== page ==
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358 Development and validation of inpatient fall prediction models using digital hospital systems
  1. Rex Parsons1,
  2. Susanna Cramb1,2,
  3. Ahmad Abdel-Hafez3,
  4. Steven McPhail1,3
  1. 1Australian Centre for Health Services Innovation and Centre for Healthcare Transformation, School of Public Health and Social Work, Faculty of Health, Queensland University of Technology, Kelvin Grove, Australia
  2. 2Jamieson Trauma Institute, Royal Brisbane and Women’s Hospital, Metro North Health, Herston, Australia
  3. 3Digital Health and Informatics, Metro South Health, Woolloongabba, Australia


Background The recent digitisation and uptake of integrated electronic medical records (ieMR) within hospital systems has provided opportunities to improve the performance and usefulness of inpatient fall risk prediction models, including more frequently updated risk estimates for patients throughout their admission.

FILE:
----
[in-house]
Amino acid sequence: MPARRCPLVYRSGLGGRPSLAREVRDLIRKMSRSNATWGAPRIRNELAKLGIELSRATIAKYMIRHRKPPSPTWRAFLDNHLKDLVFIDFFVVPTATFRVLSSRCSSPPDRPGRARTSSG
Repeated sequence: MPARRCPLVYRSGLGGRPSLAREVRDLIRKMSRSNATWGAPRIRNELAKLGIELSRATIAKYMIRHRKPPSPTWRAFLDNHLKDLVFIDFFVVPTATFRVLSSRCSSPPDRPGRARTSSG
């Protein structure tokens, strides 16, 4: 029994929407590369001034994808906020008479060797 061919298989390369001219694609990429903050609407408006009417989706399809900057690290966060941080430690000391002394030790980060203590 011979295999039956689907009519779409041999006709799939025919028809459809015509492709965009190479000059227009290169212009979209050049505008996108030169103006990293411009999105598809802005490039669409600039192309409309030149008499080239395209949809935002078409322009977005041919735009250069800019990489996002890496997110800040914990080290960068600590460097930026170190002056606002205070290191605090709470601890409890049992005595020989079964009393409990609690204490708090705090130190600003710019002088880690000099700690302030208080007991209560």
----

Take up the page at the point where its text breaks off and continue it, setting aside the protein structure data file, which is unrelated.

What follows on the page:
Aims We aimed to develop and internally validate a prediction model for inpatient falls using data obtained from the ieMR.

Methods We extracted data from the Princess Alexandra Hospital ieMR and associated fall events from RiskMan for all admissions in 2019 with a length of stay greater than 24 hours. Data extracted included ADL and cognitive assessments, vital signs, procedures, medications, hospital ward, and patient demographics. Internal validation was performed by cross validation. Predictions were made every 24 hours throughout the admission and the prediction target were falls that occurred within the 24 hours after the time of prediction. Three modelling approaches were assessed: random forest, LightGBM, and logistic regression.

Results There were 1,160 falls that occurred during 34,434 admissions (280,898 patient-days). Fallers were older than non-fallers (mean ages of 65.4 and 58.8 years, respectively). Preliminary findings indicate the LightGBM model had the best discrimination with an area under the receiver operator characteristic curve of 0.631 (95% CI: [0.617 to 0.645]).

Conclusion This novel Australian study demonstrated that falls are hard to predict accurately, even with detailed data. Further refinements are planned.

Learning Outcomes This presentation will provide practical insights into the use of ieMR data for the development of contemporary fall prediction models.

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